I'm with you on this. For me, having folks BYOB makes all the difference in the cost of the event. A big pot of soup, chili or such--dishes where a little meat goes a long way--can be done on a budget.

                1. re: NonnieMuss

                  I'm adding a chili/cornbread/salad night to the menu ideas!

                2. Not sure if you want to go quite this far, but in college we used to host 'dinner parties.' The host provided ten packs of ramen noodles, and everyone brought something that might go well with the flavor that the host had chosen. It worked out really well in that those of us who were flush that week might bring some mushrooms or ground beef or chicken parts, and no one was ever frowned upon if their contribution that week was a can of mushroom soup or a couple of carrots. We had a friend who showed up one day clutching a handful of wild onions he'd yanked out of the yard...he may have meant to be funny, but we chopped them up and used them. We'd make up two or three recipes with the ingredients we had, and then have dinner together. Strange, I don't remember anyone ever being too broke to buy beer...
                  I do think that your friends will still enjoy themselves over red beans and rice or chili and tortillas...an occasional potluck is fine, too, once in a while, particularly if, as other posters have mentioned, you provide a main and let everyone else bring side dishes.

                  1 Reply
                  1. re: tonifi

                    we did this every week as a Friday or Saturday dinner - we called them Stone Soup nights....but the premise was the same -- some weeks it was really, really good, other nights, well, we enjoyed the company. Somewhere amongst the bunch of us, we could usually rustle up enough pocket change for a plastic bottle of rum at Albertson's.

                    chili, Soup and salad, Lasagna , spaghetti night.....lots of ways to entertain on a shoestring.

                  2. If you host events where the focus is not so much on food, then you can get away with the cheaper menus. Instead of the traditional dinner party where you sit around the table and eat and talk, invite people over to play cards, for example. That way, you'll eat but the entertaining will involve more than the food.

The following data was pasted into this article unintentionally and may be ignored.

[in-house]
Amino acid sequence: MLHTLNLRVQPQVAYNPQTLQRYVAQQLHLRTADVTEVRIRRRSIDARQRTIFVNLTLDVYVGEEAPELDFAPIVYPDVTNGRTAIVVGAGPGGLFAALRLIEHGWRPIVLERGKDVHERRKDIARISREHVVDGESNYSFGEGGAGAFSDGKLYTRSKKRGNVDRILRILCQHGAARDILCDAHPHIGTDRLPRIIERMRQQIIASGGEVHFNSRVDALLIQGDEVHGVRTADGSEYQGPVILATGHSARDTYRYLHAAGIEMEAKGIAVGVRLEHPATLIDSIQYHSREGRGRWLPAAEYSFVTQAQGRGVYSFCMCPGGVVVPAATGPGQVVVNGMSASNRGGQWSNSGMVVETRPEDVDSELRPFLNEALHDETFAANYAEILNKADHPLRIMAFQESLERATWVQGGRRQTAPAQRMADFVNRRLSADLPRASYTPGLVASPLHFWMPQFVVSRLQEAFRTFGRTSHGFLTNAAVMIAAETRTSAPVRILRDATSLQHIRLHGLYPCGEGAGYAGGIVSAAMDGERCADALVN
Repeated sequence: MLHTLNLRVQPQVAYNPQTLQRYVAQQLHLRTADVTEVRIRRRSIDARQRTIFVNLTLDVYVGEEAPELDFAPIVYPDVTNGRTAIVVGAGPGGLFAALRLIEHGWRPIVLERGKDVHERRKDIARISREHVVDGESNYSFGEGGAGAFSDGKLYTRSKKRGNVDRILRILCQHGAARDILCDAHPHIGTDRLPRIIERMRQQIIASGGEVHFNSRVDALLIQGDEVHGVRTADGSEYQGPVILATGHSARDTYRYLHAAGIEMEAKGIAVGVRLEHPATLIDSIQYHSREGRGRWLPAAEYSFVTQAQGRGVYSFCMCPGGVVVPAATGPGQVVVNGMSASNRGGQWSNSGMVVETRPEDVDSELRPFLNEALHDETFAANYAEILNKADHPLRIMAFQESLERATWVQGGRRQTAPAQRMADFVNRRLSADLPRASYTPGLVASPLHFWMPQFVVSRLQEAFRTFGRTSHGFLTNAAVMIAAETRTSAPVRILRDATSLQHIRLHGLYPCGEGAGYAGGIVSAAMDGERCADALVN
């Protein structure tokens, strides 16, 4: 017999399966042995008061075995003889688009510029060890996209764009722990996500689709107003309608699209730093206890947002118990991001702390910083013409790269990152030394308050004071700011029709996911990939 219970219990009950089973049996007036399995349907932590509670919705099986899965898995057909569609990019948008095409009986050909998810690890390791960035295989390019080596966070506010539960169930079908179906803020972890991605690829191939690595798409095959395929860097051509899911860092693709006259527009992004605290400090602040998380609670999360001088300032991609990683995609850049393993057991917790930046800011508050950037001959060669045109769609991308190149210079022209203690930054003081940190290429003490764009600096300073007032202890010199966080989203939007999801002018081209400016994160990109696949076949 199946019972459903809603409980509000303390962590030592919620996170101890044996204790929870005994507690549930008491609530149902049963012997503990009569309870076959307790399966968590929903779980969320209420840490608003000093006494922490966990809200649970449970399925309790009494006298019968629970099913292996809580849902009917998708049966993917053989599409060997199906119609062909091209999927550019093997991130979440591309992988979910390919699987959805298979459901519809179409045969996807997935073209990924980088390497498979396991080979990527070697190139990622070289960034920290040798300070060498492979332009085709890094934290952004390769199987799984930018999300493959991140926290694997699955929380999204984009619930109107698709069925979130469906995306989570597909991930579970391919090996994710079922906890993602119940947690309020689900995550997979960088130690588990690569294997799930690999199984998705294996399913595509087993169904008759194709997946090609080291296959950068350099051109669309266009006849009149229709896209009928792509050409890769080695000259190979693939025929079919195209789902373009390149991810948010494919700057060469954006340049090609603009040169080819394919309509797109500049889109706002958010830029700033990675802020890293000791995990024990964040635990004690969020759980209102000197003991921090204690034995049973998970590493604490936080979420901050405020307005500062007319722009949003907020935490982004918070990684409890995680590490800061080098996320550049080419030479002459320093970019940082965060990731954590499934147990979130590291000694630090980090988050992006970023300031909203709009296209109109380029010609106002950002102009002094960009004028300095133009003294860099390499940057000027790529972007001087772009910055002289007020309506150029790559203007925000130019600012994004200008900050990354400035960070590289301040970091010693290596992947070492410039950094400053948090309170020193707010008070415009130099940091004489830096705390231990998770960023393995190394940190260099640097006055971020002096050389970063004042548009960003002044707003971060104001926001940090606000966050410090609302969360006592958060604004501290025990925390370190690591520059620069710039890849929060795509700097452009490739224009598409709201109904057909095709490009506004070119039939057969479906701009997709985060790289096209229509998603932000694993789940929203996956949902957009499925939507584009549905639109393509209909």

1 Reply
                    1. Some friends and I are starting a dinner book club with the idea of being an opportunity for enjoying two of our favorite things-reading and eating! We have been doing this already in a way as the dinner conversations often turn to books but we decided to formalize it.

                      The host will choose the book and make the the main but then will create a menu that ties to the book-maybe based where the book was set, the time of year, etc. It is basically a potluck with a theme. You can definitely do this inexpensively.

                      1. You have to embrace the culture of 10 lb. sack of chicken quarters for $6.79, Whole fresh hams for $.89 per lb. Whole tilapia at $2.99 per lb. Learn how to break these down and then search preferred cuisines for inspiration.

                        The independent and ethnic groceries usually have veggies at a lower price than the chain grocery stores. Quality in my area is iffy.

                        So here is a menu from a recent dinner I hosted for a couple. I asked them to bring a dry white wine.

                        We started with a light chicken soup.

                        Next was fish quenelles, steamed snowpeas stuffed with gorgonzola,and basmati rice with a raw egg yolk on top.

                        Dessert was sliced papaya and mango with a scoop of lemon sherbet.

                        The bottle of Italian pinot grigio cost more than the entire dinner. And we had a marvelous time. You do not need a crown roast or whole king salmon to entertain your guests. And if that is their expectation, I would advise you to widen your circle of guests.

                        1. many delicious cuisines are based on peasants trying to feed a family. :) this includes many asian and mediterranean dishes and explains why pricey meats are never the star of a meal. look for cheap cuts, like pork butt, that can often be had for less than $2pp. chicken or fish on-sale. various grains, buy veggies in asian or latin markets for cheap-cheap.

                          presuming your friends may be in similar straits, pot-lucks don't have to be free-for-alls with everybody bringing either pasta salad or brownies. pick a theme. decide what you'd like to make then have everybody else fill out the rest: ask each person to bring an app, or salad, or side, etc. let them inform you of their choice, so as others dawdle, their options dwindle, but the meal will still get coursed out. a few can bring just booze. this will be cheaper for everybody than eating out.

                          1. We entertain 10-15 and sometimes even more. We do things like lasagna and garlic bread or pulled pork and macaroni and cheese. I'm not shy about asking people to bring stuff like apps or salad or drinks. If everyone brings something, the price is more reasonable. I usually put out the theme like Italian or BBQ and people will offer to bring a dish or ask me what to bring.

                            I used to feel uncomfortable about having a gathering and having guests being stuff but I'm over it. It's all casual and there's no reason for us to pay for everything every week just because we have the best setup for watching the games. If the alternative is to only do it once or twice a season or get everyone to chip in, well we would rather hang out together more often.